Physical and Emotional Health
Child and adolescent mortality is the total number of deaths to children between 1 and 19 years of age. The annual number of these deaths per 100,000 children/youth ages 1 to 4 years, 5 to 9 years, 10 to 14 years, and 15 to 19 years is the respective child/adolescent mortality rate. Since child/adolescent mortality is a relatively rare event in many counties, the numbers and rates are presented as three-year averages. Three-year averaging improves the reliability of the data in counties with small populations where slight variations in the number of child mortalities can result in large fluctuations in their annual rates.
The leading causes of child mortality are unintentional injury deaths and cancer. Unintentional injury deaths include non-motor/ motor vehicle injuries, homicide and legal interventions, and suicide. Most injuries are predictable and potentially preventable. As the age group changes, so does the cause of death (Public Health Policy Advisory Board, 1999).
Healthy People 2010 objectives call for a national reduction in the child and adolescent mortality rate to no more than 25.0 per 1,000 live births for the age group 1 to 4, and 14.3 per 1,000 live births for the age group 5 to 9. The objectives for a national reduction in the adolescent mortality rate for the age groups 10 to 14 and 15 to 19 is no more than 6.8 and 43.2, respectively, per 1,000 live births (U.S. Department of Health and Human Services, 2000).
- Child and adolescent mortality has been declining over the past decade in all age groups in New York State and especially in New York City.
- During 2008-2010 an average 194 children aged 1 to 4 years died per year in New York State, which is a decline from 2003-2005 (215 children). The New York City mortality rate for children aged 1 to 4 was 16.9 per 100,000 in 2008-2010, a 15 percent decline from 2003-2005. In Rest of State the mortality rate for this age group declined 3 percent between 2003-2005 and 2008-2010 to 22.6 per 100,000.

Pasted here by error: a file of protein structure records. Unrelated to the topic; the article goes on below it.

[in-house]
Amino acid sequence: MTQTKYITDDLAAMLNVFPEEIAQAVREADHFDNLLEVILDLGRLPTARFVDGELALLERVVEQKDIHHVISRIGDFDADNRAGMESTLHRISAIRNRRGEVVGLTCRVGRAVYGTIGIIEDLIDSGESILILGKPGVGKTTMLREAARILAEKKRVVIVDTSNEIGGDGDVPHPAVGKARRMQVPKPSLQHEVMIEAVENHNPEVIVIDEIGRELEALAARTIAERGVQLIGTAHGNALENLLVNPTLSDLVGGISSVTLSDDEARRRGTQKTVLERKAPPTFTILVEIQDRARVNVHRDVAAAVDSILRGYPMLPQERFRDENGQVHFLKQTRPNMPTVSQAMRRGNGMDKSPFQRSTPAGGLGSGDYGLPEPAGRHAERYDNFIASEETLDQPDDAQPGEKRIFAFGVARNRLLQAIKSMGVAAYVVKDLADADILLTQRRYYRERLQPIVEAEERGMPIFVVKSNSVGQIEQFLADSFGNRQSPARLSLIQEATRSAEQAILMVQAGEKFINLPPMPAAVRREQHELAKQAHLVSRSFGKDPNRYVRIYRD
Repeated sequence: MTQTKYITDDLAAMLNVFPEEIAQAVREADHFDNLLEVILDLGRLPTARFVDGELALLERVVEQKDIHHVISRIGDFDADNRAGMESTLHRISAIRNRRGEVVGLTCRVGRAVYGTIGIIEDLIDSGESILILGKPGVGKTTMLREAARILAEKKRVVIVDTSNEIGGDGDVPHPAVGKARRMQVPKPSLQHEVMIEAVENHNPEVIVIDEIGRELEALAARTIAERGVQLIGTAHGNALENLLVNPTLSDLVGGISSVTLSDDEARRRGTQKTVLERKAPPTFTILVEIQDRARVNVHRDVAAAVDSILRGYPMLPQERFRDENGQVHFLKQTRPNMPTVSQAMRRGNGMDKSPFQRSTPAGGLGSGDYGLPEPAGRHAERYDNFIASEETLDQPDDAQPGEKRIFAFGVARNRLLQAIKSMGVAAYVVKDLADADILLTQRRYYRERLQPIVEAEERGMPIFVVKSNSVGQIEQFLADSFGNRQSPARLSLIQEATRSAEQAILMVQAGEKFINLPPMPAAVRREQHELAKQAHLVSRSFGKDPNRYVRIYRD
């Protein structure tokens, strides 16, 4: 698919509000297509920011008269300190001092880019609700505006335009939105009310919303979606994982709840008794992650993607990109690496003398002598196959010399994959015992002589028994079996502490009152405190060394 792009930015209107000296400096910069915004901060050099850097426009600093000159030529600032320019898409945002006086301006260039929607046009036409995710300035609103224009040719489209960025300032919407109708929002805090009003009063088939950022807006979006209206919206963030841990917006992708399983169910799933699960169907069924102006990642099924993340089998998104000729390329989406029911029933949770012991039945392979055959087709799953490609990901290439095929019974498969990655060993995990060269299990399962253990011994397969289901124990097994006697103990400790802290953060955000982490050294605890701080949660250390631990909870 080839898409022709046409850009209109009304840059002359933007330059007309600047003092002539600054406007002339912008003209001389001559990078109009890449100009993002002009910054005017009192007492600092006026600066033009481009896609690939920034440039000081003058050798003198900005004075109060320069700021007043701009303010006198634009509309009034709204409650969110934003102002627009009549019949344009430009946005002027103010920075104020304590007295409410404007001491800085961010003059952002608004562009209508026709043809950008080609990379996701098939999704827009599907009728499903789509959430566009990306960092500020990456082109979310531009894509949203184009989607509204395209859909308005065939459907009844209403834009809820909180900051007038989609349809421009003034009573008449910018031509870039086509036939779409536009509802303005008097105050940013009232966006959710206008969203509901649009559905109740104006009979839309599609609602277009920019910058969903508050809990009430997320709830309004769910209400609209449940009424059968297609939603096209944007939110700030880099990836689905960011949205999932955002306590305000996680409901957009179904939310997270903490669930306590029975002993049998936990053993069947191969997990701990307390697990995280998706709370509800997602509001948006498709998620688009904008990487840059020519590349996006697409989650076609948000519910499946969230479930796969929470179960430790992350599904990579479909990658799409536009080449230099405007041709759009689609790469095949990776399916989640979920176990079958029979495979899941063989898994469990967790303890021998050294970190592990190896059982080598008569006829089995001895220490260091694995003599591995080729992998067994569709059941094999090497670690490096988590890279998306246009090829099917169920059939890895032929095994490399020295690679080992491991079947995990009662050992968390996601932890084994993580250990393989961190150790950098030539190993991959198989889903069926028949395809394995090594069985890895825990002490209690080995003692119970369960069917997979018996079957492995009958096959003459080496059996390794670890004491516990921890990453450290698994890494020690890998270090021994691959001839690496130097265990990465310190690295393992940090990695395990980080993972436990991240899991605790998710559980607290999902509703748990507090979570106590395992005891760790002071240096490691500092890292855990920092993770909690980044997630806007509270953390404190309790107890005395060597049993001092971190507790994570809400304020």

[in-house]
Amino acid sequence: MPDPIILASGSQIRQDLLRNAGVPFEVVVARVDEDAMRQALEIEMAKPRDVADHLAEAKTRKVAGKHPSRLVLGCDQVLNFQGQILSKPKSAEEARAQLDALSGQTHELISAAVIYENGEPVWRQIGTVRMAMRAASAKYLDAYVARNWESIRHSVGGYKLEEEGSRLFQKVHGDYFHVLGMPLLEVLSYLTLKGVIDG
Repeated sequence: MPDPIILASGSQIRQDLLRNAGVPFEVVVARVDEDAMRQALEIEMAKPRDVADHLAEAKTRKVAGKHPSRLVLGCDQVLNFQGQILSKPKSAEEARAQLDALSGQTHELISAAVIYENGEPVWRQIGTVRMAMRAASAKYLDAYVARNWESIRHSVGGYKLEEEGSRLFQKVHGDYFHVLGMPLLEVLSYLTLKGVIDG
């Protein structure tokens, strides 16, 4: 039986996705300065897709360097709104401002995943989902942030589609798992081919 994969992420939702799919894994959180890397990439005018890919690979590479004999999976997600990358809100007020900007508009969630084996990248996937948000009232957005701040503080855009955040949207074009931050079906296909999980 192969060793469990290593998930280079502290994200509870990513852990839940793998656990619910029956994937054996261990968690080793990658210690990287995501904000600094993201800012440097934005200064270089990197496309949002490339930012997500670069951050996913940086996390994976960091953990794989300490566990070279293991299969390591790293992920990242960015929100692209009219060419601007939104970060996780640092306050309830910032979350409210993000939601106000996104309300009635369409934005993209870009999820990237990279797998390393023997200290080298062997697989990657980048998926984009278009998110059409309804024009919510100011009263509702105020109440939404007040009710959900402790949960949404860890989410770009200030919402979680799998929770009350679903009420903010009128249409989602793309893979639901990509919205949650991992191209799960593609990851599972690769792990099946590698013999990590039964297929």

- In New York State, among children aged 5 to 9, the mortality rate dropped from 12.3 per 100,000 during 2003-2005 to 10.2 per 100,000 in 2008-2010. There was an average 123 deaths per year among children in this age group from 2008-2010. In New York City the mortality rate for children aged 5 to 9 declined 26 percent during these two time periods to 9.9 per 100,000. The mortality rate for children in this age group residing in Rest of State dropped from 11.6 per 100,000 in 2003-2005 to 10.5 in 2008-2010.
- Among children aged 10 to 14 residing in New York State, there was an average of 155 deaths annually from 2008-2010. The mortality rate was 12.8 per 100,000 children aged 10 to 14. This is an improvement over the rate in 2003-2005 of 14.5 per 100,000. In New York City and Rest of State the mortality rates for this age group were 12.6 per 100,000 and 13.0 per 100,000, respectively, in 2008-2010.
- Children aged 15 to 19 account for a large percentage of deaths among children under 20 years of age. In 2008-2010 an average of 513 children in this age group died in New York State. This is down from an average of 590 in 2003-2005. The mortality rate for this age group declined 17 percent between 2003-2005 and 2008-2010 to 37.6 per 100,000 children aged 15 to 19. Again, rates improved in both New York City (45.4 per 100,000 in 2003-2005 vs. 37.6 per 100,000 in 2008-2010) and Rest of State (45.5 per 100,000 in 2003-2005 vs. 37.6 in 2008-2010).
Public Health Policy Advisory Board. 1999. Health and the American Child. Washington, DC: Public Health Policy Advisory Board.
U.S. Department of Health and Human Services. 2000. Healthy People 2010 (Conference Edition in Two Volumes), Washington, DC: U.S. Government Printing Office.